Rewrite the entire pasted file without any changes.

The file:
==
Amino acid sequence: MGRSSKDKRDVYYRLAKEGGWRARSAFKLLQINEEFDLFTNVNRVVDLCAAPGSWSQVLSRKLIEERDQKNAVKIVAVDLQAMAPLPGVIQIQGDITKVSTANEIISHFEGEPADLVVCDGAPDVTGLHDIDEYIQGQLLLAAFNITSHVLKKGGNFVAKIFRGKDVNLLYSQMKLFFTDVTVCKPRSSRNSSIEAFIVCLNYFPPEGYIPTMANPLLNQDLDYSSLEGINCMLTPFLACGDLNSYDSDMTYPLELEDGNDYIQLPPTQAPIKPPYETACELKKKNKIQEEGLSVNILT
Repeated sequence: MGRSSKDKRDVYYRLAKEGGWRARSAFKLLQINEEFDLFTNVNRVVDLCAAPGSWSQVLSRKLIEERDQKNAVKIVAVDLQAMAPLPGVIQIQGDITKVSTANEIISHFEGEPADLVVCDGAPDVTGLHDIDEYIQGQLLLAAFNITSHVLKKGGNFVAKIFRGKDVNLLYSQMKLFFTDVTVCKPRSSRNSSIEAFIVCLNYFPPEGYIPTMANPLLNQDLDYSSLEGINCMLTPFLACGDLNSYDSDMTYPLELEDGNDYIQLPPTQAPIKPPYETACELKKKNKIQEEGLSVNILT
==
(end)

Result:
Amino acid sequence: MGRSSKDKRDVYYRLAKEGGWRARSAFKLLQINEEFDLFTNVNRVVDLCAAPGSWSQVLSRKLIEERDQKNAVKIVAVDLQAMAPLPGVIQIQGDITKVSTANEIISHFEGEPADLVVCDGAPDVTGLHDIDEYIQGQLLLAAFNITSHVLKKGGNFVAKIFRGKDVNLLYSQMKLFFTDVTVCKPRSSRNSSIEAFIVCLNYFPPEGYIPTMANPLLNQDLDYSSLEGINCMLTPFLACGDLNSYDSDMTYPLELEDGNDYIQLPPTQAPIKPPYETACELKKKNKIQEEGLSVNILT
Repeated sequence: MGRSSKDKRDVYYRLAKEGGWRARSAFKLLQINEEFDLFTNVNRVVDLCAAPGSWSQVLSRKLIEERDQKNAVKIVAVDLQAMAPLPGVIQIQGDITKVSTANEIISHFEGEPADLVVCDGAPDVTGLHDIDEYIQGQLLLAAFNITSHVLKKGGNFVAKIFRGKDVNLLYSQMKLFFTDVTVCKPRSSRNSSIEAFIVCLNYFPPEGYIPTMANPLLNQDLDYSSLEGINCMLTPFLACGDLNSYDSDMTYPLELEDGNDYIQLPPTQAPIKPPYETACELKKKNKIQEEGLSVNILT